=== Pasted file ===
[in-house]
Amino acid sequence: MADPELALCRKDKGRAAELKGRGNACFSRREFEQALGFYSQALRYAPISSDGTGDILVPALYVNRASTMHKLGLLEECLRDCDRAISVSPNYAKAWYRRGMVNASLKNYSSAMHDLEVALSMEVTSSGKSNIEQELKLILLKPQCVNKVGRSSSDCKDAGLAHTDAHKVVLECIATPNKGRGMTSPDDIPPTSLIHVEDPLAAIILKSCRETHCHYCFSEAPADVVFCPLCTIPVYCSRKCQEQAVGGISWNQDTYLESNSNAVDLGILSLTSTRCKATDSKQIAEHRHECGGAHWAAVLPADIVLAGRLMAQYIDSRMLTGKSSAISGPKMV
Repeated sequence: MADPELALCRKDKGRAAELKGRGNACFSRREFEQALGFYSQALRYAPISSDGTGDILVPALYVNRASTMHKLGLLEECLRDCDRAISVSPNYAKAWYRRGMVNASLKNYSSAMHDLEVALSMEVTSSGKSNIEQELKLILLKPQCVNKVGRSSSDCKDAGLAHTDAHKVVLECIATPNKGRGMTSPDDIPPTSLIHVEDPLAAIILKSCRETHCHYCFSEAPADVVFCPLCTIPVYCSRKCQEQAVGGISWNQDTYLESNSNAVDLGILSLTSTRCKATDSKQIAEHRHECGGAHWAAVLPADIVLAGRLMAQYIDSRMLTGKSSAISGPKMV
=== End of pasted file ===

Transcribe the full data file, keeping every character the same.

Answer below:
[in-house]
Amino acid sequence: MADPELALCRKDKGRAAELKGRGNACFSRREFEQALGFYSQALRYAPISSDGTGDILVPALYVNRASTMHKLGLLEECLRDCDRAISVSPNYAKAWYRRGMVNASLKNYSSAMHDLEVALSMEVTSSGKSNIEQELKLILLKPQCVNKVGRSSSDCKDAGLAHTDAHKVVLECIATPNKGRGMTSPDDIPPTSLIHVEDPLAAIILKSCRETHCHYCFSEAPADVVFCPLCTIPVYCSRKCQEQAVGGISWNQDTYLESNSNAVDLGILSLTSTRCKATDSKQIAEHRHECGGAHWAAVLPADIVLAGRLMAQYIDSRMLTGKSSAISGPKMV
Repeated sequence: MADPELALCRKDKGRAAELKGRGNACFSRREFEQALGFYSQALRYAPISSDGTGDILVPALYVNRASTMHKLGLLEECLRDCDRAISVSPNYAKAWYRRGMVNASLKNYSSAMHDLEVALSMEVTSSGKSNIEQELKLILLKPQCVNKVGRSSSDCKDAGLAHTDAHKVVLECIATPNKGRGMTSPDDIPPTSLIHVEDPLAAIILKSCRETHCHYCFSEAPADVVFCPLCTIPVYCSRKCQEQAVGGISWNQDTYLESNSNAVDLGILSLTSTRCKATDSKQIAEHRHECGGAHWAAVLPADIVLAGRLMAQYIDSRMLTGKSSAISGPKMV